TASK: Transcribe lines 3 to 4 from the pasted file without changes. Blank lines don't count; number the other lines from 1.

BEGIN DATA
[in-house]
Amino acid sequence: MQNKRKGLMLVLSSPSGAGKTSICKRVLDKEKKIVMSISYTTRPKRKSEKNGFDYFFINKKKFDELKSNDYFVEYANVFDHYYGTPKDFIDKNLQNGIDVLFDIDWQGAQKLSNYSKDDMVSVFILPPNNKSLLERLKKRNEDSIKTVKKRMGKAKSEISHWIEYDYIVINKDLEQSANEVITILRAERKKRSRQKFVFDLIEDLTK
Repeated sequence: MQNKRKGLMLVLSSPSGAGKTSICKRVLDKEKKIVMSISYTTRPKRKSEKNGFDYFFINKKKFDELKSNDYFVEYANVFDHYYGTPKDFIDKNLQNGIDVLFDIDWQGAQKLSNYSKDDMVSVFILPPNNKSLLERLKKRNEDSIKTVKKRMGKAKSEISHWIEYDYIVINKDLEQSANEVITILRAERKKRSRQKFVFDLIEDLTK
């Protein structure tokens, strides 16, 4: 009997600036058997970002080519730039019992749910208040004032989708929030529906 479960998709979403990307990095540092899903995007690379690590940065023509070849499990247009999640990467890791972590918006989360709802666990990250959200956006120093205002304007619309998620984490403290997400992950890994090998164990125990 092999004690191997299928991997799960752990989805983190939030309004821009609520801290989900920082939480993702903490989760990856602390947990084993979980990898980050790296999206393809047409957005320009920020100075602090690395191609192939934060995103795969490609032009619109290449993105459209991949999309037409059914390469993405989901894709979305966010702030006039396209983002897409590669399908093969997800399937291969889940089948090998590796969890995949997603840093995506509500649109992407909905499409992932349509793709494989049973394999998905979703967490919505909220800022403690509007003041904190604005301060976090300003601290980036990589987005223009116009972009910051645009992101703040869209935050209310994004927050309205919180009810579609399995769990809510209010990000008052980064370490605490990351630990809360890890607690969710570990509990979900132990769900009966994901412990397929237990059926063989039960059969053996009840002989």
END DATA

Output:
Repeated sequence: MQNKRKGLMLVLSSPSGAGKTSICKRVLDKEKKIVMSISYTTRPKRKSEKNGFDYFFINKKKFDELKSNDYFVEYANVFDHYYGTPKDFIDKNLQNGIDVLFDIDWQGAQKLSNYSKDDMVSVFILPPNNKSLLERLKKRNEDSIKTVKKRMGKAKSEISHWIEYDYIVINKDLEQSANEVITILRAERKKRSRQKFVFDLIEDLTK
């Protein structure tokens, strides 16, 4: 009997600036058997970002080519730039019992749910208040004032989708929030529906 479960998709979403990307990095540092899903995007690379690590940065023509070849499990247009999640990467890791972590918006989360709802666990990250959200956006120093205002304007619309998620984490403290997400992950890994090998164990125990 092999004690191997299928991997799960752990989805983190939030309004821009609520801290989900920082939480993702903490989760990856602390947990084993979980990898980050790296999206393809047409957005320009920020100075602090690395191609192939934060995103795969490609032009619109290449993105459209991949999309037409059914390469993405989901894709979305966010702030006039396209983002897409590669399908093969997800399937291969889940089948090998590796969890995949997603840093995506509500649109992407909905499409992932349509793709494989049973394999998905979703967490919505909220800022403690509007003041904190604005301060976090300003601290980036990589987005223009116009972009910051645009992101703040869209935050209310994004927050309205919180009810579609399995769990809510209010990000008052980064370490605490990351630990809360890890607690969710570990509990979900132990769900009966994901412990397929237990059926063989039960059969053996009840002989």